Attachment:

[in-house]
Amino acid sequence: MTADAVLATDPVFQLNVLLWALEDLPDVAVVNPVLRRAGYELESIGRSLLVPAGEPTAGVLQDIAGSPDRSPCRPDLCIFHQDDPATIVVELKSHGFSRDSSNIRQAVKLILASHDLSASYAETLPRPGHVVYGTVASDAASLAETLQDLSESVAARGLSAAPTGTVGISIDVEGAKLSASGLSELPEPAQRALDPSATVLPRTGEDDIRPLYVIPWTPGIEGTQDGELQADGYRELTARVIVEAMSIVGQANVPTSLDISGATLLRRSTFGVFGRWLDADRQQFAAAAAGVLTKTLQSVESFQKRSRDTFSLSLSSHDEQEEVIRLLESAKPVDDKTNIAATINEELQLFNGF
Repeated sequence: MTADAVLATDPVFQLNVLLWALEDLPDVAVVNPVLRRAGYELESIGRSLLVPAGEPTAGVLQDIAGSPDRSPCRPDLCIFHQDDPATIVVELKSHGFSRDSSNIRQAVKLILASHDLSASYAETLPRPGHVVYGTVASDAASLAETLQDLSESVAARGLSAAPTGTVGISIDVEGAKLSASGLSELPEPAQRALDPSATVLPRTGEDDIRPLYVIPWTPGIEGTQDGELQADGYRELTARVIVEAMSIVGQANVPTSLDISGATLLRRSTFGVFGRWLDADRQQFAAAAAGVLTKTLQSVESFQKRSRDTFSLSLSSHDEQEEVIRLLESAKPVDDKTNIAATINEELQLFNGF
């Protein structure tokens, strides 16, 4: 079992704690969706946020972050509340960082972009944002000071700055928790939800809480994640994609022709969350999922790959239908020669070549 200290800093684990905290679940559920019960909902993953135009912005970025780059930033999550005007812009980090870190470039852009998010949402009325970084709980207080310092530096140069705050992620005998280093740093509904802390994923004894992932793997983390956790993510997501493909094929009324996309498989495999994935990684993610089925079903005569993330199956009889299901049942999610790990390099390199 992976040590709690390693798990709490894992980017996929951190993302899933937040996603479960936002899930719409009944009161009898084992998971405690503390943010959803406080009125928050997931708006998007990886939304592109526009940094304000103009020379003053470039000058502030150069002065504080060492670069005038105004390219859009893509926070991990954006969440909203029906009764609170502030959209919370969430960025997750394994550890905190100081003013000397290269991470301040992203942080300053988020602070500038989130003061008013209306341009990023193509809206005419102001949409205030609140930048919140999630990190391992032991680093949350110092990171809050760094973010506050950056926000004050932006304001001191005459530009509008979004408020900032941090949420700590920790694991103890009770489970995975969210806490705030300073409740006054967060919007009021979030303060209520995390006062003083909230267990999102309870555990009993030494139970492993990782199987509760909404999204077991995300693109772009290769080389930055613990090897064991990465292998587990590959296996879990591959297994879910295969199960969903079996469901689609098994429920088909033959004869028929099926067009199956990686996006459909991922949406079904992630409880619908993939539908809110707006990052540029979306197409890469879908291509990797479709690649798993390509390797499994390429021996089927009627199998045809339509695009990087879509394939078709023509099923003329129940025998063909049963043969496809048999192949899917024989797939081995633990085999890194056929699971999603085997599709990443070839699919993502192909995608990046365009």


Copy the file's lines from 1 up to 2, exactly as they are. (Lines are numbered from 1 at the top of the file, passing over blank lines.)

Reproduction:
[in-house]
Amino acid sequence: MTADAVLATDPVFQLNVLLWALEDLPDVAVVNPVLRRAGYELESIGRSLLVPAGEPTAGVLQDIAGSPDRSPCRPDLCIFHQDDPATIVVELKSHGFSRDSSNIRQAVKLILASHDLSASYAETLPRPGHVVYGTVASDAASLAETLQDLSESVAARGLSAAPTGTVGISIDVEGAKLSASGLSELPEPAQRALDPSATVLPRTGEDDIRPLYVIPWTPGIEGTQDGELQADGYRELTARVIVEAMSIVGQANVPTSLDISGATLLRRSTFGVFGRWLDADRQQFAAAAAGVLTKTLQSVESFQKRSRDTFSLSLSSHDEQEEVIRLLESAKPVDDKTNIAATINEELQLFNGF